City residents said yes to all four ballot measures at the polls in Tuesday’s midterm elections, in addition to casting votes for city, state, and federal officials.

One of the measures was posed to voters statewide, while the other three pertained to just New York City

The first measure asked voters to authorize the state to issue more than $4 billion in bonds to fund climate and environment projects. 

The three city initiatives were recommended by the Racial Justice Task Force formed by former Mayor Bill de Blasio in the wake of the protests following George Floyd’s murder in 2020.

Here’s a brief rundown of the proposals:

Proposal 1: The state bond act for climate resiliency and pollution

New Yorkers voted to authorize the state to seek $4.2 billion by issuing bonds, with the money being divided up into several large buckets of spending over five to 10 years:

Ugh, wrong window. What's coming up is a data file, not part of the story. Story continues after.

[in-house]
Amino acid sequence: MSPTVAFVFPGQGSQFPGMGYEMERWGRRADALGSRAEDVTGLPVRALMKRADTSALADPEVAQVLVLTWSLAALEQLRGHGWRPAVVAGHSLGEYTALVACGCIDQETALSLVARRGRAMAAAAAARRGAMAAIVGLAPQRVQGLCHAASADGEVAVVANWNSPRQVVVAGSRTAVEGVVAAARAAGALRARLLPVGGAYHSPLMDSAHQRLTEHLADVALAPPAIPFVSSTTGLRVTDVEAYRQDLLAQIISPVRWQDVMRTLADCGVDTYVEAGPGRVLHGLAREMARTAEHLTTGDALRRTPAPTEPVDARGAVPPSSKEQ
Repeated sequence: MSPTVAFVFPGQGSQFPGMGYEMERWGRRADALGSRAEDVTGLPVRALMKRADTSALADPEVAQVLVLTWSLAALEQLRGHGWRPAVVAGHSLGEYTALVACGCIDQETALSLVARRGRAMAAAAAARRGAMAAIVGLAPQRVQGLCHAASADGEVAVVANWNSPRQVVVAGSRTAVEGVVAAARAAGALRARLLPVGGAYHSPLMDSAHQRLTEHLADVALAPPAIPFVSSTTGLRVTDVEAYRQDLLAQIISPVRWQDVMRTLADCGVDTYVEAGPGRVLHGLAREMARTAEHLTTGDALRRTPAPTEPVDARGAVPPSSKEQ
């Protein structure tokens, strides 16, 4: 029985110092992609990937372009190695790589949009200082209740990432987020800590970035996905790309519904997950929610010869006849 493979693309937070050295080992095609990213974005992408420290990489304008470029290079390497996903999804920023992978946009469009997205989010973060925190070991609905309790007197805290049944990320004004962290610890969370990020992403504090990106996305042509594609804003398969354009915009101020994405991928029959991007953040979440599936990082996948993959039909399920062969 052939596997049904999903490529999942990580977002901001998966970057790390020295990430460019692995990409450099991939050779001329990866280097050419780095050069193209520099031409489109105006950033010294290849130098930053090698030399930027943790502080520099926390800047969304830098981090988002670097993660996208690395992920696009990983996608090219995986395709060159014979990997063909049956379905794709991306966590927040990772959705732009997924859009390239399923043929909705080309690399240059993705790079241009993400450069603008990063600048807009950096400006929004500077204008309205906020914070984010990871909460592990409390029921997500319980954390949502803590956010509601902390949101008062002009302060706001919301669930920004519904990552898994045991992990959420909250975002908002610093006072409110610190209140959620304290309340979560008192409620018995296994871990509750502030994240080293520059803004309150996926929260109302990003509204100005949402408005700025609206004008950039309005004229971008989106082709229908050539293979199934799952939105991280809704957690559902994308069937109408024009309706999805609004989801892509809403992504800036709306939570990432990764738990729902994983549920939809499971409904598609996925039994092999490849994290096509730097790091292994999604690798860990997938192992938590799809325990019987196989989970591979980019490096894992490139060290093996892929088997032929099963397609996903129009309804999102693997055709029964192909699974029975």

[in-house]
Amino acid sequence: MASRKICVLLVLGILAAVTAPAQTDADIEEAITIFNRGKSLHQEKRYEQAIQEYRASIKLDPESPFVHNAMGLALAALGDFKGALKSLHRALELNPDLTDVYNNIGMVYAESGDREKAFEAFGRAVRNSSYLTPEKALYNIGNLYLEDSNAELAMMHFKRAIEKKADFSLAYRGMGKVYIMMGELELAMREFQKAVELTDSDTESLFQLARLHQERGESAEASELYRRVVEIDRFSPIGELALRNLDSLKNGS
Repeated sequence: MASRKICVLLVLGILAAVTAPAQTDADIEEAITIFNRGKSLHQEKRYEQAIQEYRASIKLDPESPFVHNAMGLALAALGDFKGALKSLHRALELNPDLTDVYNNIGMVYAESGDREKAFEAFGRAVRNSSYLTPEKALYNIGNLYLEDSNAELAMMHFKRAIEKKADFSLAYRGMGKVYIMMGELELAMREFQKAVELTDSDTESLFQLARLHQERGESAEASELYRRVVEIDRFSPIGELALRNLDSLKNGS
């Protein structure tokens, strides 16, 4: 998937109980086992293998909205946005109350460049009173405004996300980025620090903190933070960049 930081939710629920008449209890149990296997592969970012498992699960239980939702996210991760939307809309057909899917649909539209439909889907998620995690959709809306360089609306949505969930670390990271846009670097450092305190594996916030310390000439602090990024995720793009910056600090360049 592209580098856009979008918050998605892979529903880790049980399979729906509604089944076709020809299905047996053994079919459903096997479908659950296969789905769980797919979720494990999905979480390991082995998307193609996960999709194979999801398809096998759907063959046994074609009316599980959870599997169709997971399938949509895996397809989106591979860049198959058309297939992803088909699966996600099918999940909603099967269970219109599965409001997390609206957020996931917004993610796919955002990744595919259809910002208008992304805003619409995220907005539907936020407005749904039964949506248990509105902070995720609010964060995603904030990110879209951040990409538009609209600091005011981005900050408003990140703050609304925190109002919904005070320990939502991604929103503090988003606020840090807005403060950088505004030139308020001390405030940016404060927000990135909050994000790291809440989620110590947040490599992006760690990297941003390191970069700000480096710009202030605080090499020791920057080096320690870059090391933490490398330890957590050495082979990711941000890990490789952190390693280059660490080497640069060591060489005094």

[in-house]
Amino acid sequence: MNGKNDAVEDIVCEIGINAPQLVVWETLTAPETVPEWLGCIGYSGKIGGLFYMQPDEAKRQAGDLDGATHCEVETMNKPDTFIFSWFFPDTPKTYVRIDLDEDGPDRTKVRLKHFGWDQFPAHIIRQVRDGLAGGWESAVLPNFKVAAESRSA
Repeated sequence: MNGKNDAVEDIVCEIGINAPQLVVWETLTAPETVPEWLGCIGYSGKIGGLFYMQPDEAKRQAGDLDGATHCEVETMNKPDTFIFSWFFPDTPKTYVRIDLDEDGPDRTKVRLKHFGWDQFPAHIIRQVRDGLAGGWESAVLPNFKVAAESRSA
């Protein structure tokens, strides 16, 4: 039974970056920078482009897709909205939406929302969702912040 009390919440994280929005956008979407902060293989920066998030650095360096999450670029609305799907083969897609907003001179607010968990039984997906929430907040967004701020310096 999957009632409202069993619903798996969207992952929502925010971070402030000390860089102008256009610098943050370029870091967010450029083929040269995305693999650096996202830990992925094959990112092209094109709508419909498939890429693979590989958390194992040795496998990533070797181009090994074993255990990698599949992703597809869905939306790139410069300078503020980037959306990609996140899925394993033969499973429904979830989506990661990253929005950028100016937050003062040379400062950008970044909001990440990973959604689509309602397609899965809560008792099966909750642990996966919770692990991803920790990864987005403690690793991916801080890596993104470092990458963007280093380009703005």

• $1.5 billion for pollution reduction; wetland protection; retrofitting; green energy projects; zero-emission school bus fleets; and urban forestry programs
  • $1.1 billion for shoreline restoration; safeguarding flood-prone infrastructure; and ecological restoration programs
  • $650 million for land and fish hatchery conservation
  • $650 million for sewage infrastructure; reducing storm and agricultural runoff; and addressing algae blooms

Proposal 2: Adding a new preamble to the city charter

New Yorkers voted to authorize New York City’s government to amend its charter to include a preamble that emphasizes the city’s commitment to diversity. 

Proposal 3: Creating a new city office of racial equity

New Yorkers voted in favor of allowing the city to create a mayoral office of racial equity, as well as require a series of biennial reports on racial equity from that office and each city agency. The initiative also creates a permanent Commission on Racial Equity that offers input on city planning and policy. 

Proposal 4: Requiring the city to measure the “true” cost of city life

The majority of New York City residents voted in favor of a measure that requires the city to develop a new metric to inform policymaking: tabulating the “true cost of living” for New York City. The metric does not take into account public or private assistance, such as housing vouchers, and considers “housing, child care, child and dependent expenses, food, transportation, healthcare, clothing, general hygiene products, cleaning products, household items, telephone service, and internet service.”